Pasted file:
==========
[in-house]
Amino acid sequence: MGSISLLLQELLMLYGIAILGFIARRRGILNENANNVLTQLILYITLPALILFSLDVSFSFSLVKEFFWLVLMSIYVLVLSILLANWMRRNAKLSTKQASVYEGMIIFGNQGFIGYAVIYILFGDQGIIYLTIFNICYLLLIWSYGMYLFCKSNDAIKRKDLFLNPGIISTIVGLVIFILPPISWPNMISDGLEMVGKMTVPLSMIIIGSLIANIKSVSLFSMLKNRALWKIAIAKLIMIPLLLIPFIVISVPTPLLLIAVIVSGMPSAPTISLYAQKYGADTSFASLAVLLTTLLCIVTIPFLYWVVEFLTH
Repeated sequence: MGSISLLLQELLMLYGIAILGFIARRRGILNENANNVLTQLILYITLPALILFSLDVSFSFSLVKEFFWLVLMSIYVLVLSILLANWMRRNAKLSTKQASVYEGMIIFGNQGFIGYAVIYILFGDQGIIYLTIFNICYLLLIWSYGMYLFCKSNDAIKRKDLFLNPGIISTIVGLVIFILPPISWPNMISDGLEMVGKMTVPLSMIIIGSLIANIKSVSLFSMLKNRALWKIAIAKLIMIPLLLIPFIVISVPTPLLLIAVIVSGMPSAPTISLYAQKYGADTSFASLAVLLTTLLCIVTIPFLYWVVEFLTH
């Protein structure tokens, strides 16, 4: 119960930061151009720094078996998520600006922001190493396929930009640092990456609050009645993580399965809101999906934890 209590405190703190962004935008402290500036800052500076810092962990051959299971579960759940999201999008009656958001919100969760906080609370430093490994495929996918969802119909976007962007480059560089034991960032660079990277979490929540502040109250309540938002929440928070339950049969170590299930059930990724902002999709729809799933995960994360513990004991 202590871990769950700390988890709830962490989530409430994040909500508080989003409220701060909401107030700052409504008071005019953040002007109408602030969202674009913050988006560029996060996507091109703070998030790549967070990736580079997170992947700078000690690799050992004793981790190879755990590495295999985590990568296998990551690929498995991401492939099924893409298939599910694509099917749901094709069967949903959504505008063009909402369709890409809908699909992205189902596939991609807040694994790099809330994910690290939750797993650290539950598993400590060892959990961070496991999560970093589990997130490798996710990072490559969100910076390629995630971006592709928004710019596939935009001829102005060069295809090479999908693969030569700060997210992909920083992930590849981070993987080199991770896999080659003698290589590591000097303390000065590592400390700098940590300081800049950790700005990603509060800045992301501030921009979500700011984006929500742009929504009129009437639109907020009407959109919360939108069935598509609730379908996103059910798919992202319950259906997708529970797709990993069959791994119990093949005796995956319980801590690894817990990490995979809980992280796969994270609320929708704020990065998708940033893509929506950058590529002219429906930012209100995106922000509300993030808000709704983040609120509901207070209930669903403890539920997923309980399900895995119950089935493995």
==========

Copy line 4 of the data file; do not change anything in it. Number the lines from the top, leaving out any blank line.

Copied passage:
């Protein structure tokens, strides 16, 4: 119960930061151009720094078996998520600006922001190493396929930009640092990456609050009645993580399965809101999906934890 209590405190703190962004935008402290500036800052500076810092962990051959299971579960759940999201999008009656958001919100969760906080609370430093490994495929996918969802119909976007962007480059560089034991960032660079990277979490929540502040109250309540938002929440928070339950049969170590299930059930990724902002999709729809799933995960994360513990004991 202590871990769950700390988890709830962490989530409430994040909500508080989003409220701060909401107030700052409504008071005019953040002007109408602030969202674009913050988006560029996060996507091109703070998030790549967070990736580079997170992947700078000690690799050992004793981790190879755990590495295999985590990568296998990551690929498995991401492939099924893409298939599910694509099917749901094709069967949903959504505008063009909402369709890409809908699909992205189902596939991609807040694994790099809330994910690290939750797993650290539950598993400590060892959990961070496991999560970093589990997130490798996710990072490559969100910076390629995630971006592709928004710019596939935009001829102005060069295809090479999908693969030569700060997210992909920083992930590849981070993987080199991770896999080659003698290589590591000097303390000065590592400390700098940590300081800049950790700005990603509060800045992301501030921009979500700011984006929500742009929504009129009437639109907020009407959109919360939108069935598509609730379908996103059910798919992202319950259906997708529970797709990993069959791994119990093949005796995956319980801590690894817990990490995979809980992280796969994270609320929708704020990065998708940033893509929506950058590529002219429906930012209100995106922000509300993030808000709704983040609120509901207070209930669903403890539920997923309980399900895995119950089935493995």